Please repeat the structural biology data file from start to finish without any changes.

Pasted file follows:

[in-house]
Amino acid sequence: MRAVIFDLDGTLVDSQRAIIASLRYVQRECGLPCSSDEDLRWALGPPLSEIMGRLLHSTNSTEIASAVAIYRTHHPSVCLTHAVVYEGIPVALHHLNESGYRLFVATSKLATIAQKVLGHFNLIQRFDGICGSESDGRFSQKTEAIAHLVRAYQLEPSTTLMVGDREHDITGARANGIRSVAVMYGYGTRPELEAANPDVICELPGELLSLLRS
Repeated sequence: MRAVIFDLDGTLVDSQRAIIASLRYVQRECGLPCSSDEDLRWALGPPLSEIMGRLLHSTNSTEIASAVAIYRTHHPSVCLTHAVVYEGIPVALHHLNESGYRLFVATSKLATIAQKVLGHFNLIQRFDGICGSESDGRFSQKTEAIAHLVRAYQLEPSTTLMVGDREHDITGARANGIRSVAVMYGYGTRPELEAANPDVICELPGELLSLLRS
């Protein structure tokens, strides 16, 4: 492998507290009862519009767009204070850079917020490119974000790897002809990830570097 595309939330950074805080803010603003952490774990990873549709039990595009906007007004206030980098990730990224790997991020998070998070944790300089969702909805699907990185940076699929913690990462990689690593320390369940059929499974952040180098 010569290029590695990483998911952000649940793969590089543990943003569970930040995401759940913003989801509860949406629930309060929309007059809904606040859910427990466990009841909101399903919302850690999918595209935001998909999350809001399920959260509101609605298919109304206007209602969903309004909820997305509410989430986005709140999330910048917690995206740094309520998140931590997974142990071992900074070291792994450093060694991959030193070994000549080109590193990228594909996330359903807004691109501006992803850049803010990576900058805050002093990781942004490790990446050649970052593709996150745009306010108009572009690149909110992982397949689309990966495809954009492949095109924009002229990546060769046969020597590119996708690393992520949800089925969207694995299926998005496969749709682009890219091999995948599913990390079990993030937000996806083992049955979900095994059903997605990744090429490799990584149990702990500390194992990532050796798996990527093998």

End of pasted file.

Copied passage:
[in-house]
Amino acid sequence: MRAVIFDLDGTLVDSQRAIIASLRYVQRECGLPCSSDEDLRWALGPPLSEIMGRLLHSTNSTEIASAVAIYRTHHPSVCLTHAVVYEGIPVALHHLNESGYRLFVATSKLATIAQKVLGHFNLIQRFDGICGSESDGRFSQKTEAIAHLVRAYQLEPSTTLMVGDREHDITGARANGIRSVAVMYGYGTRPELEAANPDVICELPGELLSLLRS
Repeated sequence: MRAVIFDLDGTLVDSQRAIIASLRYVQRECGLPCSSDEDLRWALGPPLSEIMGRLLHSTNSTEIASAVAIYRTHHPSVCLTHAVVYEGIPVALHHLNESGYRLFVATSKLATIAQKVLGHFNLIQRFDGICGSESDGRFSQKTEAIAHLVRAYQLEPSTTLMVGDREHDITGARANGIRSVAVMYGYGTRPELEAANPDVICELPGELLSLLRS
């Protein structure tokens, strides 16, 4: 492998507290009862519009767009204070850079917020490119974000790897002809990830570097 595309939330950074805080803010603003952490774990990873549709039990595009906007007004206030980098990730990224790997991020998070998070944790300089969702909805699907990185940076699929913690990462990689690593320390369940059929499974952040180098 010569290029590695990483998911952000649940793969590089543990943003569970930040995401759940913003989801509860949406629930309060929309007059809904606040859910427990466990009841909101399903919302850690999918595209935001998909999350809001399920959260509101609605298919109304206007209602969903309004909820997305509410989430986005709140999330910048917690995206740094309520998140931590997974142990071992900074070291792994450093060694991959030193070994000549080109590193990228594909996330359903807004691109501006992803850049803010990576900058805050002093990781942004490790990446050649970052593709996150745009306010108009572009690149909110992982397949689309990966495809954009492949095109924009002229990546060769046969020597590119996708690393992520949800089925969207694995299926998005496969749709682009890219091999995948599913990390079990993030937000996806083992049955979900095994059903997605990744090429490799990584149990702990500390194992990532050796798996990527093998």